Friday, May 27, 2011

Healthy Snack Checklist

By Tara DelloIacono Thies, RD, Clif Bar & Company

The key to maintaining your productive power each day is to eat regularly. Providing yourself with a little nutrient boost every couple hours will also keep you from entering hunger panic, which often leads us to reach for the chips rather than the apple! Head off snack attacks by having a healthy stash of go-tos at your desk, in your bag, and in your glove box. 
Obviously, cheese sticks, yogurt, and fresh fruit don’t do well hanging out in a bag meant for a rainy day. You need something in a sealed package that doesn’t require refrigeration to serve as part of your grab bag of emergency snacks. This means you’ll need to find natural and nutritious snacks that come in a package.
Packaged foods are convenient to stash in the glove box, a diaper bag, or a desk drawer. Foods in a package can be as healthy, natural, and nutritious as fresh foods. Let me help you spot the best choices by showing you what to look out for on a food label.

As you are reading this article, pull a snack food package from your pantry. Flip the package over and look at the ingredient list. Does it have ingredients that you recognize as healthy or that you may even have on your shelf for cooking? If you see Blue 1, Red 40, or artificial flavorings, back away now.

Artificial colors, flavors, and non-natural preservatives are not ingredients you need in your food or your body, nor do they have any nutritional value. Foods made with natural flavors and colors that come from the ingredients themselves are your best choice.

Partially hydrogenated oils and high fructose corn syrup are also total turn-offs. Partially hydrogenated oils come with trans fat as a by-product and have no nutritional place in a recipe.  When it comes to sugar, skip the artificial stuff—a little of the real thing will go a long way. Snacks that contain more natural sweeteners will provide better taste with less sugar per gram, making it easy to enjoy the sweet benefits without overdoing it.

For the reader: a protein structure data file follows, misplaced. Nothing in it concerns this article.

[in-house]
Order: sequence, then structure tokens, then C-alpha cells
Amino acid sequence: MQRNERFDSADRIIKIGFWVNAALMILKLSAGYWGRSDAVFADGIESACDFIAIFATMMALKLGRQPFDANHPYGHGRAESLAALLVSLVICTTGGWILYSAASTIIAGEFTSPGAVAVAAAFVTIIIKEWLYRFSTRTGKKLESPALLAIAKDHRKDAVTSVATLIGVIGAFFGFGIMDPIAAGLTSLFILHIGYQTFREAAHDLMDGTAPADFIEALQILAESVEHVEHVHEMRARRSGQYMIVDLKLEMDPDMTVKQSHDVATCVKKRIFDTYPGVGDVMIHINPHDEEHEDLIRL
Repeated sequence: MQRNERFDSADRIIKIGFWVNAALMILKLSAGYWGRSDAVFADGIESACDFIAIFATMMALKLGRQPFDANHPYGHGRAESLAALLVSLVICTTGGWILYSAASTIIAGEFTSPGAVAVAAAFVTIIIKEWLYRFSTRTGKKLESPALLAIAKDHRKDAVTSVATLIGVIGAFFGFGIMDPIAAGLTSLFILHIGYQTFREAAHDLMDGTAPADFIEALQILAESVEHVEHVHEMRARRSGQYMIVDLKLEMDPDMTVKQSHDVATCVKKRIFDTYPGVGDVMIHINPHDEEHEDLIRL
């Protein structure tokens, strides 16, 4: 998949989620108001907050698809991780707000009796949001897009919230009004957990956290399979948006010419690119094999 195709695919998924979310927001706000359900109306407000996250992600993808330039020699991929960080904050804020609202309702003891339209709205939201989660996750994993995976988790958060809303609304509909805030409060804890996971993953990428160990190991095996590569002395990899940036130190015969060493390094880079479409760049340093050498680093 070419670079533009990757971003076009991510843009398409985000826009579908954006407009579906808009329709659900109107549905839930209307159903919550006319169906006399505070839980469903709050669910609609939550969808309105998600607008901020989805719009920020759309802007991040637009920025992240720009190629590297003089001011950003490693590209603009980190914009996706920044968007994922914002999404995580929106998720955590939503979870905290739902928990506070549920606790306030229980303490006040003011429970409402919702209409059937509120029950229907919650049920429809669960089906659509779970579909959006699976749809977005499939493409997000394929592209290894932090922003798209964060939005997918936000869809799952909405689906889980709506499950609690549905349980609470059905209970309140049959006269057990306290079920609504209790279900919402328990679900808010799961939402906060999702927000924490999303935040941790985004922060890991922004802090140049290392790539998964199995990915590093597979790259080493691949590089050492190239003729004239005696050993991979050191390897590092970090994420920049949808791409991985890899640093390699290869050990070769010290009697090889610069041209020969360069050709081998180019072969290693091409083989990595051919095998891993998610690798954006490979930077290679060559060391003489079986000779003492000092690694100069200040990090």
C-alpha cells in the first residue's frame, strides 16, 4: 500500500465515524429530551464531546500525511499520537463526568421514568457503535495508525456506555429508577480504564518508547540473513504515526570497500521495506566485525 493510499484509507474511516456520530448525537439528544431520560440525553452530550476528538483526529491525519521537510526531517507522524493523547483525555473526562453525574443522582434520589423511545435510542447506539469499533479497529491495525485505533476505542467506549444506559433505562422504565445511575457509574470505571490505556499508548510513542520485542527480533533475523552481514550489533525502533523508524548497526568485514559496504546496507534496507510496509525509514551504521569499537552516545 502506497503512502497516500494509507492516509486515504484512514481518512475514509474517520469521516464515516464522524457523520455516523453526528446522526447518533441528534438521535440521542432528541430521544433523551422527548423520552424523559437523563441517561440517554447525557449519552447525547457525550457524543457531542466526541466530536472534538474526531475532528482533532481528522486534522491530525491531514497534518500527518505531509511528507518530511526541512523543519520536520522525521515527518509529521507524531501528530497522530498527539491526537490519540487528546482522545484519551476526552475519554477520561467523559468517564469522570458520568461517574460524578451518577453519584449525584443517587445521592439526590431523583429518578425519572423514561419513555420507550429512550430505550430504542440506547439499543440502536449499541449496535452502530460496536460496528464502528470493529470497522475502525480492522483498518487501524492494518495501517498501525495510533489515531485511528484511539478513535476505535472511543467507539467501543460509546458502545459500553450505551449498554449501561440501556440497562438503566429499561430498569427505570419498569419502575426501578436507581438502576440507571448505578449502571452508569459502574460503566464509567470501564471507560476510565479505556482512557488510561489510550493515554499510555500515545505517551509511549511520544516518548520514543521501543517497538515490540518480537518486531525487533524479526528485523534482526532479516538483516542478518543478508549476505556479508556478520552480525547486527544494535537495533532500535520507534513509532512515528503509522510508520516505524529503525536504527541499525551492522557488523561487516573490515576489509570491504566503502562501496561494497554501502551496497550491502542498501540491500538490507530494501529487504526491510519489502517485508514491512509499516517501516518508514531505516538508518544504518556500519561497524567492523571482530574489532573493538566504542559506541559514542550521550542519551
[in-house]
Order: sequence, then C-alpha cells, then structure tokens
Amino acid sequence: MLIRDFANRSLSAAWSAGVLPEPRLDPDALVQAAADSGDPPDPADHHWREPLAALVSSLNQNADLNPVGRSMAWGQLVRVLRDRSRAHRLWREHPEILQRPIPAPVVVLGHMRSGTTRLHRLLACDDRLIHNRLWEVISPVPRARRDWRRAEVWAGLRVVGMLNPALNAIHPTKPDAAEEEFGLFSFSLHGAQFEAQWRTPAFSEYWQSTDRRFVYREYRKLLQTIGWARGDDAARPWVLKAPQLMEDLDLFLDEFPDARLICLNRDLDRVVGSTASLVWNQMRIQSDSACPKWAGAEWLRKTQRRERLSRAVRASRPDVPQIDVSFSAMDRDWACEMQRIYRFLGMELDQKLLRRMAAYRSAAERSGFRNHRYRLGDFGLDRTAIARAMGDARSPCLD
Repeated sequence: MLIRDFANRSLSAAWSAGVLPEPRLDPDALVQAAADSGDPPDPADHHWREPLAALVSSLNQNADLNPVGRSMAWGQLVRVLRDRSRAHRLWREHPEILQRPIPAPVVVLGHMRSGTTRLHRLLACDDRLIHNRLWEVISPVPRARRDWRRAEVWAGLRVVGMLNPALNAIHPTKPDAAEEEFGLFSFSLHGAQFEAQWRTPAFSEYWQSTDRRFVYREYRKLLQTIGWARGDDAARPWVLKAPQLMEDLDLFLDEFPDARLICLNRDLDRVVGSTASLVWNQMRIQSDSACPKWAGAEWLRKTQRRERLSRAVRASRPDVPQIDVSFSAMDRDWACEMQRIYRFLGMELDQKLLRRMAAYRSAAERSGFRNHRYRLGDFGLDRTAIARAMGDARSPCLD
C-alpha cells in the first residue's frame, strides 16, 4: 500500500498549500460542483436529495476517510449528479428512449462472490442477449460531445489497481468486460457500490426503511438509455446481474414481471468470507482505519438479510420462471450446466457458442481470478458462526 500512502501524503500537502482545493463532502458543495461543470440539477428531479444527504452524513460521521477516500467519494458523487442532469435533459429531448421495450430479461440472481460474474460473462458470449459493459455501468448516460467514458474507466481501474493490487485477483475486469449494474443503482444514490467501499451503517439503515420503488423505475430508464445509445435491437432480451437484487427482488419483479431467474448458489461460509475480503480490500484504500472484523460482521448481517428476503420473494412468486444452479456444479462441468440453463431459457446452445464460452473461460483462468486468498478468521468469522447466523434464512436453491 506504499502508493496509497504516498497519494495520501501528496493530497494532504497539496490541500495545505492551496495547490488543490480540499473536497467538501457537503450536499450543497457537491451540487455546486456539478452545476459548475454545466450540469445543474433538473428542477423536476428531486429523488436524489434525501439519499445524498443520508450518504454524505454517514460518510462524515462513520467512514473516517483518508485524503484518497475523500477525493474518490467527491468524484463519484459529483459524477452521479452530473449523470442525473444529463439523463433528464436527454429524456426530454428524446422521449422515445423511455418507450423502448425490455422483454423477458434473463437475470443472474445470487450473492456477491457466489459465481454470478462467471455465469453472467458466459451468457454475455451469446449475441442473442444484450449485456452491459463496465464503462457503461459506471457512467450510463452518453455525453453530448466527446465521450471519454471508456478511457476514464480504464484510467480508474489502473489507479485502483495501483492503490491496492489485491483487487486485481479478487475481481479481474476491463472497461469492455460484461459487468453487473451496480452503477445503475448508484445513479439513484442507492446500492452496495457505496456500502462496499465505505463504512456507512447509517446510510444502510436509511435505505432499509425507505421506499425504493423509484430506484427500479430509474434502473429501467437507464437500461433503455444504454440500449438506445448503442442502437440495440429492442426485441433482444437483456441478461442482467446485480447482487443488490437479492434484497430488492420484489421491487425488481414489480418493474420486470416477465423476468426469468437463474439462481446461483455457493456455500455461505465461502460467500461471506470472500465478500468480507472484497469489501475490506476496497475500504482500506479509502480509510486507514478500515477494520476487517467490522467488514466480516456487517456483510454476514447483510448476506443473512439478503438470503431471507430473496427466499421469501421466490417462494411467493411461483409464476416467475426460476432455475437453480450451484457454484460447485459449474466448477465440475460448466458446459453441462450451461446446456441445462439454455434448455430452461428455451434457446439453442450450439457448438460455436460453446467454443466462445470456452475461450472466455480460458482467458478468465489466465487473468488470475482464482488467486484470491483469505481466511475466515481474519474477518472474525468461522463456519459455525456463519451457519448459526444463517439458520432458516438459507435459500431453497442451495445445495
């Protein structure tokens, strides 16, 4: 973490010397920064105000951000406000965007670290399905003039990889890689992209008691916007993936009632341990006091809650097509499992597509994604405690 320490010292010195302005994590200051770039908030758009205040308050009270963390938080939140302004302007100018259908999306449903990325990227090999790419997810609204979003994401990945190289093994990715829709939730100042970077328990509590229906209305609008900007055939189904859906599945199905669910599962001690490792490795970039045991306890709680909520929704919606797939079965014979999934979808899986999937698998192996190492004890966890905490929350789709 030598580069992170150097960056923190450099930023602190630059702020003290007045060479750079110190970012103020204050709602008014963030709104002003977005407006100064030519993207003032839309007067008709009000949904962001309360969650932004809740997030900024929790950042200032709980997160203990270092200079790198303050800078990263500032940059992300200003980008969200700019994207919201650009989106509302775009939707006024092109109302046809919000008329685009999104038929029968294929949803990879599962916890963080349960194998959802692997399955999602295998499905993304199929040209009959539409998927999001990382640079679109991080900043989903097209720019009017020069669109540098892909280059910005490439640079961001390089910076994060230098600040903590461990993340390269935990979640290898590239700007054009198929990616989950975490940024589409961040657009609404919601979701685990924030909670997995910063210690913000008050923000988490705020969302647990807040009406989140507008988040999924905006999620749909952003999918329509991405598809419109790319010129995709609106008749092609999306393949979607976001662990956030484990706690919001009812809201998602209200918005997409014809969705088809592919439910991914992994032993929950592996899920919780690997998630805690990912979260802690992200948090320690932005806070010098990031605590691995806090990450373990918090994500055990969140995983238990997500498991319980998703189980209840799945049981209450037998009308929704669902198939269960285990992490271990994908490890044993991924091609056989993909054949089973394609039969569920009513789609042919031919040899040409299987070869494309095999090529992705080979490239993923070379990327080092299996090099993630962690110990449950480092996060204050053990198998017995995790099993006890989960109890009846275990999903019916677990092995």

Does the package claim the food inside is natural? When it comes to labeling, you will find that the term “natural” is quite subjective. The best way to verify a natural claim is to see if it is closely followed by the word organic. Finding organic ingredients on a package is the fastest way to identify a food that is made with ingredients that have not been grown through genetic engineering or with dangerous pesticides or fertilizers.

Here’s a line-by-line guide to understanding some important details in the nutrition label on your snack package:

Serving Size:  Check the serving size, so you know what portion is being referred to. It may say one serving, but perhaps there are two in the package and you are certain they will both be munched down together.

Calories:  Snacks should be moderate in calories, providing 150-200 calories per snack.

Calories from Fat:  Generally, you want no more than 30% of calories to come from fat.  Plug this simple equation into your mobile phone calculator to determine fat percentages:  Calories from Fat ÷ Total Calories = % Calories from Fat.

Fiber:  As much as we all love fiber, we still don’t eat enough of it. Look for snack foods with three grams of fiber or more per serving, which can be found in whole grains like oats and whole wheat flour.

Sugar:  On a food label, this refers to both added sugars (like organic cane juice) and naturally occurring sugars (like lactose in milk). Be sure to weigh the balance of sugar to the other nutrients provided in the food.  Ideally, less than 35% of a snack’s weight should come from sugar.

% Daily Values (DV): The %DV makes it easy to see which foods are higher or lower in nutrients. When you are comparing similar foods, be sure you are comparing similar serving sizes too. 

Sodium:  Limit sodium to1,500 milligrams of per day. On average, we consume more than twice that—2,800 milligrams each day—according to the Institute of MedicinceHere is what a healthy snack stash for you desk drawer or glove box could look like
  • 1Toasted Nutz N’Cranberry LUNA Bar
  • 1 package of dried mango
  • 8 oz. shelf-stable 1% fat milk box
  • 1 oz. bag of mini organic cheddar cheese crackers

These foods all have “best by” expiration dates, so be sure you eat them on a first-in, first-out basis. Next time you feel hunger and low energy sneak up on you, you will be pleased to have snacks like these on hand.